Inadequate Investigation or Refusing to Acknowledge Facts
The insurance company’s duty of good faith and fair dealing requires it to conduct a prompt and thorough investigation into your claim and fully acknowledge relevant facts.
- Inadequate investigation
When you file a car accident claim, the insurance company must investigate to determine whether it’s valid. In doing so, the carrier must consider all the evidence—not just look for reasons to deny your claim or pay less compensation.
In an adequate investigation, the adjuster should collect documentation and review the facts, injuries, and other substantiating information about the accident and parties involved. For example, if you file a claim seeking compensation for an injury, the insurance company cannot disregard your doctor’s diagnosis unless the adjuster investigates the medical records and has a reasonable basis to dispute the findings (e.g., opinions from other medical experts).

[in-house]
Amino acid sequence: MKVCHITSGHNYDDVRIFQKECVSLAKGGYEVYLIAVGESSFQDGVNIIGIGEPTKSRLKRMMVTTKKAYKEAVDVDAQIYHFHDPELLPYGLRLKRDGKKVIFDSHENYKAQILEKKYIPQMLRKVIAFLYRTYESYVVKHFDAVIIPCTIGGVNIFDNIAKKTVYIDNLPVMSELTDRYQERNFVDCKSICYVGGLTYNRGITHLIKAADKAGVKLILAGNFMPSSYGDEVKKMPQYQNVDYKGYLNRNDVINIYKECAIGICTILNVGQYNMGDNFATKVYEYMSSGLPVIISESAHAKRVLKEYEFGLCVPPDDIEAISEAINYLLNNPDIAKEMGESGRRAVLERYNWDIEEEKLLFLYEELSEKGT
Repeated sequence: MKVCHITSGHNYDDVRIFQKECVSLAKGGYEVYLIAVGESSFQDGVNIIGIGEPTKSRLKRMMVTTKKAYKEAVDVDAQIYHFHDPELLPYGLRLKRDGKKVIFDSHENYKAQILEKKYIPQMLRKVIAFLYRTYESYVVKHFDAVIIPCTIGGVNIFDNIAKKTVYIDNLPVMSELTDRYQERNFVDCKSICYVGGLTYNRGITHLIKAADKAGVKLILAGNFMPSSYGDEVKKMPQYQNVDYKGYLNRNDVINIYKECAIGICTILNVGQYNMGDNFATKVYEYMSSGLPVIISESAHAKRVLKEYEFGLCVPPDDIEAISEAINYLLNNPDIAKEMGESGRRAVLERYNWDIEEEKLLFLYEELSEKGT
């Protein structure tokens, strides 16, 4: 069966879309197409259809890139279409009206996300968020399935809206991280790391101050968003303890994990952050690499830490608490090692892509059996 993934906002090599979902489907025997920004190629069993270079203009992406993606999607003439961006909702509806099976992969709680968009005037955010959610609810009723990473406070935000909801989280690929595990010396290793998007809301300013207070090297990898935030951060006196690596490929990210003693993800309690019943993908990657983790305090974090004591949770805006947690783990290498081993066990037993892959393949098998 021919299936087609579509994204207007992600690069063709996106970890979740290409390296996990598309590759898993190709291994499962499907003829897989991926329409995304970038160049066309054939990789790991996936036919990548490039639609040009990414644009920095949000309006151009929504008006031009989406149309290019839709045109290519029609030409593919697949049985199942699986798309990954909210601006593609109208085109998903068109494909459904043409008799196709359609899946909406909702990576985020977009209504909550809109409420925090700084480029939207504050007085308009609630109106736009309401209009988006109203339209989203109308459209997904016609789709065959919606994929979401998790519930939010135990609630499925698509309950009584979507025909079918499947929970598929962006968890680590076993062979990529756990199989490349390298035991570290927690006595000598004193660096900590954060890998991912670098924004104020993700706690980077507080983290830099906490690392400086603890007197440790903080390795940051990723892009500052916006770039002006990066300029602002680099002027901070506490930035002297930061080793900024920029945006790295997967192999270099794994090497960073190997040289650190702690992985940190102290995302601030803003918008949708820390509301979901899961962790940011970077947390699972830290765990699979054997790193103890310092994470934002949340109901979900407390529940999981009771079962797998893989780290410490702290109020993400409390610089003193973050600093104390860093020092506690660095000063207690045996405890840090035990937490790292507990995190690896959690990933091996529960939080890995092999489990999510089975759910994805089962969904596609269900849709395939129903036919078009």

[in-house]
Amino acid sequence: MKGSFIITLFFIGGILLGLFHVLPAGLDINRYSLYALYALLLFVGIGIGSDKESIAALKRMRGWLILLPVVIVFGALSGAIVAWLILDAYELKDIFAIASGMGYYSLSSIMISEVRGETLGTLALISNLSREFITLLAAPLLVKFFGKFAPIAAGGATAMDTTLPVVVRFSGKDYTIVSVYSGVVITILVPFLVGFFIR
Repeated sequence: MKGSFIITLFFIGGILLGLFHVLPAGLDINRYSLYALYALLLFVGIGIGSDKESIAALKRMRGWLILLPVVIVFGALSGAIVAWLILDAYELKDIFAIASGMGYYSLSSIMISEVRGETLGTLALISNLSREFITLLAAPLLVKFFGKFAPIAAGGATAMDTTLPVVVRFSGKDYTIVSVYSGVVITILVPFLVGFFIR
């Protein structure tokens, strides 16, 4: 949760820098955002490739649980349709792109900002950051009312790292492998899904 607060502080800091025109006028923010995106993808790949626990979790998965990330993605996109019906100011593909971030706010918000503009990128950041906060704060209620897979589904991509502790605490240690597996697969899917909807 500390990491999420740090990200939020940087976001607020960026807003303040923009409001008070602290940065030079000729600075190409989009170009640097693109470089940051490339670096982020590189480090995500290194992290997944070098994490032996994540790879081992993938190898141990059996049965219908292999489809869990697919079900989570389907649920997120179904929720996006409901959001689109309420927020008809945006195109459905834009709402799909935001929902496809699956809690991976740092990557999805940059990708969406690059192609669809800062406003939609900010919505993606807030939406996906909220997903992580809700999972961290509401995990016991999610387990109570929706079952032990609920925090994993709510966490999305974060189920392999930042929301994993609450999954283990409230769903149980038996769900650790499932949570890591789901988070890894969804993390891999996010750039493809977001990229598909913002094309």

- Refusal to acknowledge facts
Sometimes an insurance company may refuse to acknowledge facts that are clearly established by the evidence in order to justify a lower payout. However, the carrier is required by law to acknowledge all the facts in the case—even if that means it’s on the hook for a large payment.
For example, if the demand package contains a police report showing that the insured was at fault for the accident but the insurance company won’t accept liability, a court may find the carrier acted in bad faith. The police report can be challenged, of course, but the insurance company’s investigation would need to uncover some mistake or reasonable basis for a different conclusion.
Otherwise, when the carrier fails to acknowledge facts that it is aware of and denies the injured party’s claim, the insured is exposed to the risk of litigation that could result in a judgment in excess of the policy limit.
Refusing to Defend a Lawsuit